|17 November, 2008 |
| President of Charles Bronfman Philanthropies highlights steep drop in US donations to Israel |
|At Hebrew U. conference on 'Jewish philanthropy in the United States and its influence on the third sector in Israel'|
| (Photo: Flash 90) |
There has been a steep drop in donations to Israel through US Jewish federations, claimed Dr. Jeffrey Solomon, president of the Andrea and Charles Bronfman Philanthropies at a conference held yesterday, November 16, at the Hebrew University of Jerusalem.
''The significant decrease is a sign of the changes in the donor patterns in American Jewry'', he said in a statement ahead of the conference on 'Jewish philanthropy in the United States and its influence on the third sector in Israel in a changing environment' at the University's Center for the Study of Philanthropy.
Contributions received in Israel from American Jewry make up a significant part of the income for Israel's third sector - estimated at 19 percent of the third sector's income - amounting to approximately US$1.5 billion per year. According to Dr. Solomon, the drop in contributions points to a move from donations through Jewish federations to direct donations by Jewish philanthropists. But, it also signifies a change in the targets of Jewish federations. ''A big part of Jewish philanthropic funds are currently directed to causes [in the United States] that don't identify with Israel - such as support for secular and national causes preferred by major donors in the fields of culture, higher education and art.''
Dr. Solomon pointed out that the global financial crisis means donations from the United States are in danger of further decreasing. This is to due Jewish organizations having to provide an answer to new needs that were raised in Jewish communities following the financial crisis. ''On the background of this challenge is the devaluation of the dollar,'' warned Dr. Solomon. ''There is a concern regarding the financial stability of the third sector in Israel and the sustainability of non-profit organizations' social programs.''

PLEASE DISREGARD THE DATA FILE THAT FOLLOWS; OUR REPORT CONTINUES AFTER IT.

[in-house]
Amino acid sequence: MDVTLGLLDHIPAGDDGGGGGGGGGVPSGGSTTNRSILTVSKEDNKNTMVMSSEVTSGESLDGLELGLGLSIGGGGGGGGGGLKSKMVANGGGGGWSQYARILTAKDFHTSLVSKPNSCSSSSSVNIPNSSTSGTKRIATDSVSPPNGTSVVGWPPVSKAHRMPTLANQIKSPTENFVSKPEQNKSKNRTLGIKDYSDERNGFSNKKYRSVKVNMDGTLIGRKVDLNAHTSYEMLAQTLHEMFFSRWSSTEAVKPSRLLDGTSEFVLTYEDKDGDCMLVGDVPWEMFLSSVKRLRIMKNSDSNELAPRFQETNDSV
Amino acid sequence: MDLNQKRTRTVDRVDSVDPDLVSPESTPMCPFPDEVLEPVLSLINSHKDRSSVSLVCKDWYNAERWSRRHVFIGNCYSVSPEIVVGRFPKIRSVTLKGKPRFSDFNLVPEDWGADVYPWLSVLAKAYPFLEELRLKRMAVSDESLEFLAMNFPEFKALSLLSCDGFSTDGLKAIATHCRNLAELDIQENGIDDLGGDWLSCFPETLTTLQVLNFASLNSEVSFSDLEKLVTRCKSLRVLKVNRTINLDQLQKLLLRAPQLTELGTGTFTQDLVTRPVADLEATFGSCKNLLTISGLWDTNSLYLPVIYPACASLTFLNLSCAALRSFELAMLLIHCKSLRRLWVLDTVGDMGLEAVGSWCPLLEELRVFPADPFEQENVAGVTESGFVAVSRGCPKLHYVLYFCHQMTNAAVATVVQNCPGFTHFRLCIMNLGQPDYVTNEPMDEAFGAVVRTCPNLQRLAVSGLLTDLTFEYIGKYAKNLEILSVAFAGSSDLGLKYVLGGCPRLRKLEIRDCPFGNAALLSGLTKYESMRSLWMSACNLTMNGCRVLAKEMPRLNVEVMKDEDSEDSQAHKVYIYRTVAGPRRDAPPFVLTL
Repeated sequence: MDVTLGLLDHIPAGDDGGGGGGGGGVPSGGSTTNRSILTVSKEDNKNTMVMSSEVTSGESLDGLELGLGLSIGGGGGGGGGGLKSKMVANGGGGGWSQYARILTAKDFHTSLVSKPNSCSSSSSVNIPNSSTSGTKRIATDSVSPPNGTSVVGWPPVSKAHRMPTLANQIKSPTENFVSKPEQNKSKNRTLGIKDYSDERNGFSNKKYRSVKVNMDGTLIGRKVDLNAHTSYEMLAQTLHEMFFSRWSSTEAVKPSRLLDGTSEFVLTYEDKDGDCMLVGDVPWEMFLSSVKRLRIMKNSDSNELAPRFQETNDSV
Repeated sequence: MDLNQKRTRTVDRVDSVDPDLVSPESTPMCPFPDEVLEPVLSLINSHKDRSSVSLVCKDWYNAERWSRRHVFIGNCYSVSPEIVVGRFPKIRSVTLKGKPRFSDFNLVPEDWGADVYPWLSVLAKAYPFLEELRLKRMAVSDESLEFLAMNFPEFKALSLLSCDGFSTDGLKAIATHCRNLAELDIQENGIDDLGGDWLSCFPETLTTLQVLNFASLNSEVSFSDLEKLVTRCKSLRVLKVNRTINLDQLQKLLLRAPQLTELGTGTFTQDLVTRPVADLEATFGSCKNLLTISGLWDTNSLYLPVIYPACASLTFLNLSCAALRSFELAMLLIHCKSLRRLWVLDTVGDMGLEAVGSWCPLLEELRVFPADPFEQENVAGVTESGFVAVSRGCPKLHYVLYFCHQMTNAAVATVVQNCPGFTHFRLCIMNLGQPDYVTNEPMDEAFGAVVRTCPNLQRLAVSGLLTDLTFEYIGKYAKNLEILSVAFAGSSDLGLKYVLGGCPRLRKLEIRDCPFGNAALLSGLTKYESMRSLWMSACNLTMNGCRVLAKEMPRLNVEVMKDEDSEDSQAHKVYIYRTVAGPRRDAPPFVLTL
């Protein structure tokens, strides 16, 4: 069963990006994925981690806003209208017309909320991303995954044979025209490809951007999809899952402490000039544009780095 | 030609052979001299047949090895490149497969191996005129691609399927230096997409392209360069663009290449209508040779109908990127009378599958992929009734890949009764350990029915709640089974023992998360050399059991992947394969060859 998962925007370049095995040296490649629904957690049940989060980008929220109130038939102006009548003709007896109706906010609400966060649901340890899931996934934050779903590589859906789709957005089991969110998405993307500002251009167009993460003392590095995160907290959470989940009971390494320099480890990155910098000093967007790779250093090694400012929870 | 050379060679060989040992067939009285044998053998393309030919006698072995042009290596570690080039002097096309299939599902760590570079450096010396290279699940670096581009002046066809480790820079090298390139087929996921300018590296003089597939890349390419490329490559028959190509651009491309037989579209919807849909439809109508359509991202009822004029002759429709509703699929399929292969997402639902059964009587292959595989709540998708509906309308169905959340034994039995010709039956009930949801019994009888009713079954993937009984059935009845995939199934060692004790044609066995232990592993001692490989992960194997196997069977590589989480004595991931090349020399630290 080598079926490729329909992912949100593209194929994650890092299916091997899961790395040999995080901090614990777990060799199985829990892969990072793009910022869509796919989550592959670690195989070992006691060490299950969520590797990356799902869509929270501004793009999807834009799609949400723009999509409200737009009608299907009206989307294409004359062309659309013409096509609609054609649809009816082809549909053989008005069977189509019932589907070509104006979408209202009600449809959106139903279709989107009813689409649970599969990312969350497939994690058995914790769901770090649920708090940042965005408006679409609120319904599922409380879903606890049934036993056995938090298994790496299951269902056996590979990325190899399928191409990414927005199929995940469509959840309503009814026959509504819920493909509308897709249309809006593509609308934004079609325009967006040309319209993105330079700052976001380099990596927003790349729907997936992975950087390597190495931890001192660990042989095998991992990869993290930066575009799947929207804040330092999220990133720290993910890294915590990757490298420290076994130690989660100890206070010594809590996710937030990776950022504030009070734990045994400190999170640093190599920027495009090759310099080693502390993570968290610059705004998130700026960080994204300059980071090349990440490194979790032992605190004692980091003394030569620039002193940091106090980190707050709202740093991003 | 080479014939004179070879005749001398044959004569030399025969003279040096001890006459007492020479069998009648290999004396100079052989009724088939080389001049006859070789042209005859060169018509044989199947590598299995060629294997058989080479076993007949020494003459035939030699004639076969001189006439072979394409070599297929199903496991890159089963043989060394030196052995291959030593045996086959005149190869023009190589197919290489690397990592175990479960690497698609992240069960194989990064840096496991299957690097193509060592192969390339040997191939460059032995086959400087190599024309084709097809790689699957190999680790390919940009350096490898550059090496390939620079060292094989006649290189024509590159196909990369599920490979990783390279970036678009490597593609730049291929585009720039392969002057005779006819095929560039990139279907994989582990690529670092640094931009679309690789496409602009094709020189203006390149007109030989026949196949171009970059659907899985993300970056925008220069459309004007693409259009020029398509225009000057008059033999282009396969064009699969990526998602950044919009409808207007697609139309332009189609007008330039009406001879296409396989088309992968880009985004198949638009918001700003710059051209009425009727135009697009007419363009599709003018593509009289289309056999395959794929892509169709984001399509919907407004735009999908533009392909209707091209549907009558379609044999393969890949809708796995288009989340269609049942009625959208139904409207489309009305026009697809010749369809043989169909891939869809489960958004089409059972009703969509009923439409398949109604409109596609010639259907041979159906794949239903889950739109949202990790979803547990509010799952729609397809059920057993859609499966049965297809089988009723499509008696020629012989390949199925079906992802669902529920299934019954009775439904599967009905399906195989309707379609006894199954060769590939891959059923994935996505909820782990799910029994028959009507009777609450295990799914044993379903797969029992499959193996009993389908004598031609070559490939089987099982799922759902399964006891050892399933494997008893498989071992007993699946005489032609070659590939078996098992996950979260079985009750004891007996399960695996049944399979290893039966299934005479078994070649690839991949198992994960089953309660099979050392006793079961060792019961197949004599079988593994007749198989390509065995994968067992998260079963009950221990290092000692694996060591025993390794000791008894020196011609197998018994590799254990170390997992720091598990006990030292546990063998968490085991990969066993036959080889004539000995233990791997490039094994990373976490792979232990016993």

But Prof. Hillel Schmid, Director of the Center for the Study of Philanthropy at the Hebrew University is convinced that the financial crisis is an opportunity for non-profit organizations to re-think their financial structure. ''Their dependence on government funds casts doubt on their uniqueness as independent, groundbreaking organizations,'' he explains. ''They also can't rely on the generosity of philanthropists, or that the business sector will stand by them in a time of crisis. It's good that organizations will assume leadership if we are to rethink their roles and organizational and financial structure that will reduce their reliance on traditional funding contributions.''
Other speakers at the conference included Mr. Arnon Mantver, Director of the Joint Distribution Committee in Israel, and Mr. Mike Prashker, Director of Merchavim for the Advancement of Shared Citizenship in Israel.
Downloadable File: philanthropy.doc